Right after reading the news of the success of leukemia drugs in reversing type 1 diabetes in mice, I emailed the lead researcher, Dr. Jeffrey Bluestone at UCSF, to find out more about his study. He wrote back the following important caveat, which I thought people might find interesting:
Thank you for your e-mail. Unfortunately, the news account was misleading and did not accurately reflect the substance of the study that we have performed. Please read the information below to get a better sense of what was done in the study and the current prospects
· The results published in PNAS journal are data from a mouse model of type 1 diabetes, and did not include any human research. The results in mouse models are very important, as they help researchers decide which treatments are most promising and therefore should be tested in humans. However, positive results in a mouse model does not mean that the drug will necessarily work in humans. Extensive testing in human clinical trials is required to prove that the drugs are safe and effective in people. It is important to understand that it generally takes years to test these drugs in humans.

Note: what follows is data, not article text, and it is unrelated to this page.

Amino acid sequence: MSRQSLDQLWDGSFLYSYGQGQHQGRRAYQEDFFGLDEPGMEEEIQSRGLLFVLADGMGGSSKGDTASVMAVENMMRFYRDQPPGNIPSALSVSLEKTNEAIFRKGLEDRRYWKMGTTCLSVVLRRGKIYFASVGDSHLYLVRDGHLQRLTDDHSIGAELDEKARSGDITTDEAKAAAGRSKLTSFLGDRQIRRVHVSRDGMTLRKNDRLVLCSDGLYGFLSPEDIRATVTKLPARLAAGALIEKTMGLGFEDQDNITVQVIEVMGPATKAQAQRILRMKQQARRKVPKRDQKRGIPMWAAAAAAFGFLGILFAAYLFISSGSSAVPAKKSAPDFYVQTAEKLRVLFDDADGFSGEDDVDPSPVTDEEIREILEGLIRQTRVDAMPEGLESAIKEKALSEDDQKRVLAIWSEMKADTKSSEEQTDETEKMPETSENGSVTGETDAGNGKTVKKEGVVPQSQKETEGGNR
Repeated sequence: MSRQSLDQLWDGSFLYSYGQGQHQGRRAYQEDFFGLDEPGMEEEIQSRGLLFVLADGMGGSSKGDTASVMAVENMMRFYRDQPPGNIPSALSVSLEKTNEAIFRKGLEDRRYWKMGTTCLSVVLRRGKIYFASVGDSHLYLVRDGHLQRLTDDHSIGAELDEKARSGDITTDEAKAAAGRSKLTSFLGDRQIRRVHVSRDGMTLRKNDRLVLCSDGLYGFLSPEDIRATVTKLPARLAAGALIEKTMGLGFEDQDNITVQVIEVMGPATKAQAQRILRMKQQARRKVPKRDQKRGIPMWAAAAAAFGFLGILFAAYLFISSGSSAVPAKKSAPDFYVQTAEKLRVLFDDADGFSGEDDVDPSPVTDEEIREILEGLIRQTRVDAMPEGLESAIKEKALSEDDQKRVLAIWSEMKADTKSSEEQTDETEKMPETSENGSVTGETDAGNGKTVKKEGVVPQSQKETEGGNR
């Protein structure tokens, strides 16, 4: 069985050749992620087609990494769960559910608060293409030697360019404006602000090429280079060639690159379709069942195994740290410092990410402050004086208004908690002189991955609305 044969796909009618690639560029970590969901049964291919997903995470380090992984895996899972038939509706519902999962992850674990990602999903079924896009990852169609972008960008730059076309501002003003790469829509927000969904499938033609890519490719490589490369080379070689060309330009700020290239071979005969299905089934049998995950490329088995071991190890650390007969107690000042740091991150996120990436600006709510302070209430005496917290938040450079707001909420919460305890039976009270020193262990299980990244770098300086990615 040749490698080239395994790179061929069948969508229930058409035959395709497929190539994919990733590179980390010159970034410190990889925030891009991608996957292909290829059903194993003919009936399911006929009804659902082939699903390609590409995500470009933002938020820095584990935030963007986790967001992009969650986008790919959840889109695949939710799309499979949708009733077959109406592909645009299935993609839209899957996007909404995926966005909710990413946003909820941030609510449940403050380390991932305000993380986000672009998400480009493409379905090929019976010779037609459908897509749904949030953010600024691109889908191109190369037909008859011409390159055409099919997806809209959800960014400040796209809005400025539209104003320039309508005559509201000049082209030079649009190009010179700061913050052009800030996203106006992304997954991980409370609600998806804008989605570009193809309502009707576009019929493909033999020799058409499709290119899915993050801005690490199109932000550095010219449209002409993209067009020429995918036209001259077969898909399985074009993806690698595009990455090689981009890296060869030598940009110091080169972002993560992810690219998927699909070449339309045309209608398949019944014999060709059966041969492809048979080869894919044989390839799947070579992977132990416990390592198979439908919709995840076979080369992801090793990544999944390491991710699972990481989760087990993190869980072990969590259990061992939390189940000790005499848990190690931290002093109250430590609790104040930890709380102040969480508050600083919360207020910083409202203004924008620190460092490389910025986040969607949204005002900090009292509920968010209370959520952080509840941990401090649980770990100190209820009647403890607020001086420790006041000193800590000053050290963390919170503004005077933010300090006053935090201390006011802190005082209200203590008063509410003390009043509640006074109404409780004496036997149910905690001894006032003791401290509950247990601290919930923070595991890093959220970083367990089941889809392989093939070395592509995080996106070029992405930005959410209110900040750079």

· Imatinib and sunitinib are believed to work by halting the autoimmune response that destroys the insulin-producing beta cells located in the pancreas. Therefore, human clinical trials must focus on patients who are in the early stages of type 1 diabetes – in other words, patients who still have some functioning beta cells left in their pancreas. It is important to note that in people who have had diabetes for a number of years and who have no functional beta cells left, imatinib and sunitinib would not be expected to have any effect.
· While it is promising indeed that two drugs used against cancer could be of benefit in type 1 diabetes, it does not necessarily mean that they will be as safe if used against type 1 diabetes. These are very powerful drugs so the safety of the drugs, specifically for type 1 diabetes, will need to be tested in human clinical trials.
· Human clinical trials of these drugs are currently being planned, but it may be sometime before they begin as the companies, funding agencies and food and Drug Administration will all have to be involved. Even once started, as is typical in the development of any drug, it will be several years before definitive results of imatinib and sunitinib in type 1 diabetes will be known.
It’s disappointing to find out it’s not as dramatic a discovery as the news has made it seem. But combined with recent research showing potential for beta cell regeneration, I still think it’s exciting.